Boy Scouts Beyond The Seas
Then Oishi explained to him the reason for their attack on him, and in the polite w ay of the Japanese begged his forgiveness for their rudeness in disturbing him, but they only came in this way because of their love for their late master, and because they could not live and see the man who had caused his death living happily as if nothing had occurred. They therefore had come to invite him to commit hara-kiri, and they were there to see him do it, not at any future time, but now.
But Kotsuke, the bully, had not been man enough to defend himself. So when he whimpered that he could not do it, they took it into their own hands and with a sword sliced his head off.
Then, taking the head with them in a bucket, they marched off in the early dawn to go to the Sengkuji Temple near Yeddo where their lord was buried.
Tired, cold, hungry, and many of them sorely wounded, they plodded along, eager to complete their work of placing the head of his enemy on Takumi’s tomb.
When passing one great man’s place the owner met them at his gate, and, praising them for their loyalty to their dead chief, he begged them to rest in his house and take food there. They gladly came in to take a little to eat, but they could not wait to clean themselves up or to rest themselves; they wanted to push on and get their duty done.
At length the great gate of the temple enclosure was reached. Inside the enclosure on the side of the hill on which the grave of Takumi stands there is a spring of water in a little garden. Here they washed the head. Then they took it to the priest in charge of the temple and reverently asked to be allowed to place it on Takumi’s tomb ; and this was done with a solemn service.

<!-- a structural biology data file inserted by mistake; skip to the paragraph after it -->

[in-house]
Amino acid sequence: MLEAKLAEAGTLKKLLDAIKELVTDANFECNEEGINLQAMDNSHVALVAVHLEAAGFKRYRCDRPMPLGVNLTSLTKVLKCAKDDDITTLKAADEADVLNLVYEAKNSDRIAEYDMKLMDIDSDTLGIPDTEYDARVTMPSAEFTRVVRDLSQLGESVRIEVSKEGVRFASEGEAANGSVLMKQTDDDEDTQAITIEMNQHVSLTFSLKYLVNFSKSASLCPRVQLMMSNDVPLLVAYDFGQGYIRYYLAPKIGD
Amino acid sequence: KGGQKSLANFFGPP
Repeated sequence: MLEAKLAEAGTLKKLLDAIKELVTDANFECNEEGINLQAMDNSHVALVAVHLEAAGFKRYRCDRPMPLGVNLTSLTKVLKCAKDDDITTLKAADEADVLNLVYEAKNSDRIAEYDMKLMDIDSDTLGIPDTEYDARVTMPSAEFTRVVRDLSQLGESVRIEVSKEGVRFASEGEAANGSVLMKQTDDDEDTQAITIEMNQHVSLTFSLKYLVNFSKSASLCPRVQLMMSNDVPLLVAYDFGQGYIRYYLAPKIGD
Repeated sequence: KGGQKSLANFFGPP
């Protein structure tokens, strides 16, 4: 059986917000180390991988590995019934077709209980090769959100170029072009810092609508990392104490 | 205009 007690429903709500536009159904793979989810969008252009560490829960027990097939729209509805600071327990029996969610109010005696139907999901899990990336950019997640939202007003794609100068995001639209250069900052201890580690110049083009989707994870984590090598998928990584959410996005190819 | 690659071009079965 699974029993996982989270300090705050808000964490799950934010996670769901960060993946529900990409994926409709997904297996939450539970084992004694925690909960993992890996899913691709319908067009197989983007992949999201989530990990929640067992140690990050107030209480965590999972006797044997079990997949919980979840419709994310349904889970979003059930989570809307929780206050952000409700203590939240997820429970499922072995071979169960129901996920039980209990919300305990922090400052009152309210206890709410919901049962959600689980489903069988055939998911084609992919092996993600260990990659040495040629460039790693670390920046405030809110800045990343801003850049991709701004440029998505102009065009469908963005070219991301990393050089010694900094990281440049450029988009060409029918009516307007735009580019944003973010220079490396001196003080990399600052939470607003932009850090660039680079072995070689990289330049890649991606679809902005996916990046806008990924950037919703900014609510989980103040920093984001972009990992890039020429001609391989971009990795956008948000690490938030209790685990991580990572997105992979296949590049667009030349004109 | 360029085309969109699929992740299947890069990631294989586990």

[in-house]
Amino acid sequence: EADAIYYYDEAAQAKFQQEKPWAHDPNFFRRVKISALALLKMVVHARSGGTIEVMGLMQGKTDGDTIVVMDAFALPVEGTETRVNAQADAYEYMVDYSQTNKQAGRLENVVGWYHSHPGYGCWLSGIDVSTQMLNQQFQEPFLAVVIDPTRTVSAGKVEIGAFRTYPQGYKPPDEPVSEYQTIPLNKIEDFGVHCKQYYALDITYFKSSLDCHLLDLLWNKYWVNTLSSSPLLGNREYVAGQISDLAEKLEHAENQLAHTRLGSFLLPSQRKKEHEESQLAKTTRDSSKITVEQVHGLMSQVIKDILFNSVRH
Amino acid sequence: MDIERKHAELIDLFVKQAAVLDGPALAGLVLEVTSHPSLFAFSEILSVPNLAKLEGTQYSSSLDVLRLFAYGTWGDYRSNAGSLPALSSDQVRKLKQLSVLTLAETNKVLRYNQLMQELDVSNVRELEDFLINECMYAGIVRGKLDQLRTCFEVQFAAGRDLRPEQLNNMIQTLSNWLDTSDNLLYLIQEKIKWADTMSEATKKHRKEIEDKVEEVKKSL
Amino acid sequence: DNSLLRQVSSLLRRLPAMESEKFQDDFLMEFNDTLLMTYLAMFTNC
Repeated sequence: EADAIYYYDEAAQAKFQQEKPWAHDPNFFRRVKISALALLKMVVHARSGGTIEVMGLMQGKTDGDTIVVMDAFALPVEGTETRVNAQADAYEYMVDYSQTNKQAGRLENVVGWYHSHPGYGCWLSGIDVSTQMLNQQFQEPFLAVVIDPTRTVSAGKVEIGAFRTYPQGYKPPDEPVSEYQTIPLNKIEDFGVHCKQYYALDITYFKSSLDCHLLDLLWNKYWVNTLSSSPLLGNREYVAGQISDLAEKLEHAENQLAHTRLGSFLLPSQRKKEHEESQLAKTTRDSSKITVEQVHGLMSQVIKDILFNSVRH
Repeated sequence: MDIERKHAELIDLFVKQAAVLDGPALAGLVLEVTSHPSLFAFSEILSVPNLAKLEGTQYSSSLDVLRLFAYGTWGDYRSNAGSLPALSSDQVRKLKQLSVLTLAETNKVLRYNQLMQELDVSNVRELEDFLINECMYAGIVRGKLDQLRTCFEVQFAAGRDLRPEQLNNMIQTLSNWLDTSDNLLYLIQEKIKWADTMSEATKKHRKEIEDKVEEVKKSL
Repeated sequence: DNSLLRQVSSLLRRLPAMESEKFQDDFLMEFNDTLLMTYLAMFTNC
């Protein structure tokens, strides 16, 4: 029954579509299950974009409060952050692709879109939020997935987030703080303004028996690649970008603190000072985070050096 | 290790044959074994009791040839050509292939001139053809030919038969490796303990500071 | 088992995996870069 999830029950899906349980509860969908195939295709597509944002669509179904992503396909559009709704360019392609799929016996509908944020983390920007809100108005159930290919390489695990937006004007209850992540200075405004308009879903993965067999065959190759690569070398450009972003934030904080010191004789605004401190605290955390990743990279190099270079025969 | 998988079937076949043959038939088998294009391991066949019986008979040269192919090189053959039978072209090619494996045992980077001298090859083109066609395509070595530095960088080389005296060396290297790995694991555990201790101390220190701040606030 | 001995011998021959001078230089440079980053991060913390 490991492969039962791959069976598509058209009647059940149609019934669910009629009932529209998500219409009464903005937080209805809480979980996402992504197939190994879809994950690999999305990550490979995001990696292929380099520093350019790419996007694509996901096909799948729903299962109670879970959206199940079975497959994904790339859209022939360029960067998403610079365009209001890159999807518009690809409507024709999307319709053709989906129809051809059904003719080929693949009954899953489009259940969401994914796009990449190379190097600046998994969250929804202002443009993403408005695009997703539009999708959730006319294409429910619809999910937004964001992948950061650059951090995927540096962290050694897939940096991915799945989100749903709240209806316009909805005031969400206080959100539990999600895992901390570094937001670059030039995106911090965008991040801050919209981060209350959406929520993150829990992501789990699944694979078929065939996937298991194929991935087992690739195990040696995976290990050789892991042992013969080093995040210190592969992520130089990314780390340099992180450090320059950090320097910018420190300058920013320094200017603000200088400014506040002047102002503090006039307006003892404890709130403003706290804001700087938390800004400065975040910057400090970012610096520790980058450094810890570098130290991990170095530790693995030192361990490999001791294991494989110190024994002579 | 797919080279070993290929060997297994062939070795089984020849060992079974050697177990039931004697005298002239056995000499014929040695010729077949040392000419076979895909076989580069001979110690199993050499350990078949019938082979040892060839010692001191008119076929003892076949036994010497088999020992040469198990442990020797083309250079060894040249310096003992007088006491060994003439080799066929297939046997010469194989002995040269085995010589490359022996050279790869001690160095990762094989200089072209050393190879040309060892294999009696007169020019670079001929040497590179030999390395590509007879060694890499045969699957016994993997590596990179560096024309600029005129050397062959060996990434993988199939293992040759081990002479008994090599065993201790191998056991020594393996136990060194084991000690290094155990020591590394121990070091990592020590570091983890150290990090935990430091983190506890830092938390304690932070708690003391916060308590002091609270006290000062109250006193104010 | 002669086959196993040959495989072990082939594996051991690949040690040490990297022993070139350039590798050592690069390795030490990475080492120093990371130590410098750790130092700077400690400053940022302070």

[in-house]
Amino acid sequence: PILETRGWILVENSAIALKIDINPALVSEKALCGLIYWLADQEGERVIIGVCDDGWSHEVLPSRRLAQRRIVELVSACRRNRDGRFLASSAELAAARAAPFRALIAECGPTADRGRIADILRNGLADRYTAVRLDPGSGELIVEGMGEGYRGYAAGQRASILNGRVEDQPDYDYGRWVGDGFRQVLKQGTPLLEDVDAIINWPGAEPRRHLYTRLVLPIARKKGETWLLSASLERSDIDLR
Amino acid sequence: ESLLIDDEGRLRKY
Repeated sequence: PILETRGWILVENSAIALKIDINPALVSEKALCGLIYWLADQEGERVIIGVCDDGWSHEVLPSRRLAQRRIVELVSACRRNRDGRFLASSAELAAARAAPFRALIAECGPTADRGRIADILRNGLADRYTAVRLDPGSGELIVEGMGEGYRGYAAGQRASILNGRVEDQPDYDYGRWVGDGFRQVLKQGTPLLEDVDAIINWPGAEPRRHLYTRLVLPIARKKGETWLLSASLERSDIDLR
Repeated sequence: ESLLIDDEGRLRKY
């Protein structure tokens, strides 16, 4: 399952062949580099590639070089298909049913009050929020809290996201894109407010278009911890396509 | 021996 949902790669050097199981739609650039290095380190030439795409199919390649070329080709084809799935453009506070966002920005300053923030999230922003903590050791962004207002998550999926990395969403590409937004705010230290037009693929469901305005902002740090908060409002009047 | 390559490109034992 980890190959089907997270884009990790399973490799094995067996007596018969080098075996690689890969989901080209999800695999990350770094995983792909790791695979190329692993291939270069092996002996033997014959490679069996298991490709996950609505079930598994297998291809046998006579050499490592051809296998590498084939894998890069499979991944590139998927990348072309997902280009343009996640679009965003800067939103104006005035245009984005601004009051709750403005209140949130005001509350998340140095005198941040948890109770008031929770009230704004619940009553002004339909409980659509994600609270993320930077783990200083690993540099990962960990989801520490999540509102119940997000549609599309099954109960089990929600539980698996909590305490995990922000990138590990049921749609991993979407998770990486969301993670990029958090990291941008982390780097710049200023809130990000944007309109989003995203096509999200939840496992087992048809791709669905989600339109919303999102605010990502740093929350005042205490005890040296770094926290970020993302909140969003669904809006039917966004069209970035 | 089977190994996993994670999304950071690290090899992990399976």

The End of the Ronins
Among the papers preserved at the temple is still to be seen that which the priest wrote acknowledging the receipt of Kotsuke’s head.
After it was all over, the forty-seven went down from the hill-side satisfied that they had done their duty and could now die happy.
They went straightway and gave themselves up to the authorities, and asked that they might be allowed to kill themselves instead of being executed – and this was granted.
So the whole forty-seven, from the oldest of seventy-seven down to the youngest of sixteen, all committed hara-kiri.
The admiration of their deed was so great that they were honoured as heroes, and they were all buried round their lord whom they had so faithfully served.
But instead of forty-seven graves there are forty-eight, for the man from Satsuma who had spit upon Oishi when he was pretending to be drunk was so ashamed of himself when he heard what was the truth, that he came to the grave of Oishi and apologised to his spirit, and then committed hara-kiri.
For this he was given a grave in the same enclosure with the forty-seven Ronins.
I went to visit their graves while I was in Tokio. There was the little spring in the garden beside the footpath where they had washed Kotsuke’s head, and higher up on the hill-side was the cemetery of forty-eight granite gravestones ranged in a square round the central one of their master.
Oishi’s tomb is specially honoured by having a shed over it.
Each tomb consists of a narrow upright headstone with the name of the dead man upon it. In front of each there is a small block of stone on which admirers burn sticks of incense, and alongside it